Following Rosalía’s footsteps in Compostela
The itinerary of the Rosalía Route proposed by Avelino Abuín de Tembra begins and ends in Santiago de Compostela, from Praza de Vigo to the Pantheon of Galicia in San Domingos de Bonaval.
Rosalía de Castro was born in Santiago de Compostela on February 24, 1837, in a house in Camiño Novo (now called Avenida de Rosalía de Castro) that no longer exists. Behind this house lay the fields of San Xosé, Ramírez and Cornes. Today, Praza de Vigo features a monument that Santiago City Council dedicated to Rosalía in 1982.
The proposed itinerary sets out from Praza de Vigo in two directions: southwards, to Conxo, passing through important places in Rosalía de Castro’s life such as Cornes; or towards the next stop at the Pantheon of Galicia in San Domingos de Bonaval (in the north of the city), passing through the park called the Alameda (and observing Rosalía’s statue) and other sites in Compostela’s old town where she lived.
Cornes and Conxo, with its Convent and its Carballeira (oak grove), were important places in Rosalía de Castro’s life. Cornes was where Rosalía grew up and also the title of one of her poems in Follas Novas. It used to belong to the old municipality of Conxo, until it became part of the municipality of Santiago in 1925. Conxo was where she was born and the setting of her first novel, El primer loco.
The other part of the suggested route runs from Praza de Vigo towards the Pantheon of Galicia, passing through the park called the Alameda, which features a granite statue made by Isidro de Benito and Francisco Crivillés in 1917. In addition to the figure of the writer, the monument includes traditional characters, the life and soul of her works, and the titles of her best-known publications.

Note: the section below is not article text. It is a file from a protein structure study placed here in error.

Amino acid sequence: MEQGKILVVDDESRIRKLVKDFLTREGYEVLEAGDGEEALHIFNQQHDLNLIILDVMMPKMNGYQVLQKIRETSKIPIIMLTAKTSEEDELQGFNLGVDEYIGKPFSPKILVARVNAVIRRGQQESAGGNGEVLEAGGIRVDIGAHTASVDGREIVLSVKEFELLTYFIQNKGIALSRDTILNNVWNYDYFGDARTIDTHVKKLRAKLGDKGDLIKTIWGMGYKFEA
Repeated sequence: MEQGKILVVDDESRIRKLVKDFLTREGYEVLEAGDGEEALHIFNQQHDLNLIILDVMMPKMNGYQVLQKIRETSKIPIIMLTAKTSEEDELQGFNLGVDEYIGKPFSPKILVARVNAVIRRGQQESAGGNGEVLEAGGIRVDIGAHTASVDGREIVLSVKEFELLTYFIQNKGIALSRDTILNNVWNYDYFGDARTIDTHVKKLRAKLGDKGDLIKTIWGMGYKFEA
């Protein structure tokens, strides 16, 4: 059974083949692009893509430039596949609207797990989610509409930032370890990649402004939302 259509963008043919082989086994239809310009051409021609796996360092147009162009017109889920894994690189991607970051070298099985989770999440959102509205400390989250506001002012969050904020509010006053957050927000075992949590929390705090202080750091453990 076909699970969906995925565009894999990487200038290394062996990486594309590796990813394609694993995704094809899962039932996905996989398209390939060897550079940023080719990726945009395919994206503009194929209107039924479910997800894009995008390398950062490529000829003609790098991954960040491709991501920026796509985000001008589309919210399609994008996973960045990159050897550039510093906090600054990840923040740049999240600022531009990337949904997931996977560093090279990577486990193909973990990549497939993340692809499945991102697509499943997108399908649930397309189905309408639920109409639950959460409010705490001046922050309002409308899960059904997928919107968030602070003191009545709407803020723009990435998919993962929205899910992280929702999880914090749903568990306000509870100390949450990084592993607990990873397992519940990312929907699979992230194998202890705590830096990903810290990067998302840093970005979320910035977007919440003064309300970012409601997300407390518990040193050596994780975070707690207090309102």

Before reaching the end point at Bonaval, we can visit Praza de Mazarelos, which features one of the houses in which Rosalía de Castro lived and where she completed her book Cantares Gallegos.
The following sites in Compostela’s old town are also linked to the author: No. 6 Rúa dos Bautizados, where her mother lived from 1851 to 1855; No. 1 Rúa da Conga: her first child, Alejandra, was born here in 1859. According to her official biography, between 1878 and 1879 she also lived first of all at No. 2 Rúa de Altamira and then at No. 9 Rúa do Hórreo.
To complete the itinerary, before finishing in Bonaval, we can visit Praza do Obradoiro featuring the Hostal de los Reyes Católicos and Cathedral. Both the Hostal and its interior chapel have been declared “BICs” (Properties of Cultural Interest).
Rosalía de Castro was christened in the Hostal de los Reyes Católicos’ chapel by her godmother María Francisca Martínez, her mother’s maid (February 24, 1837). Rosalía writes about this building and her visits to Monte Pedroso in her book En las Orillas del Sar. Several poems in her book Follas Novas are dedicated to Santiago Cathedral.
As a supplementary activity for this day, we suggest following the Brañas do Sar trail, beginning at the Collegiate Church of Sar and ending at the grove called Bosque do Banquete de Conxo. Built in the 12th century on the banks of the Sar River, the Collegiate Church is the one, along with the Cathedral, that preserves the most of its original Romanesque stonework. It is also a “BIC” (Property of Cultural Interest). Following the trail alongside the river, bordered to the east by Monte Gaiás and Santas Mariñas, we cross the Brañas do Sar area and continue through Eugenio Granell Park as far as the grove called Bosque do Banquete de Conxo.
NOTE. Information published by CHARLÍN F., DOMÍNGUEZ S. and ESPIÑO M., (2015): “Rosalía de Castro and Ramón María del Valle-Inclán Tour in Santiago de Compostela”; and completed by Santiago City Council by means of Turismo de Santiago.
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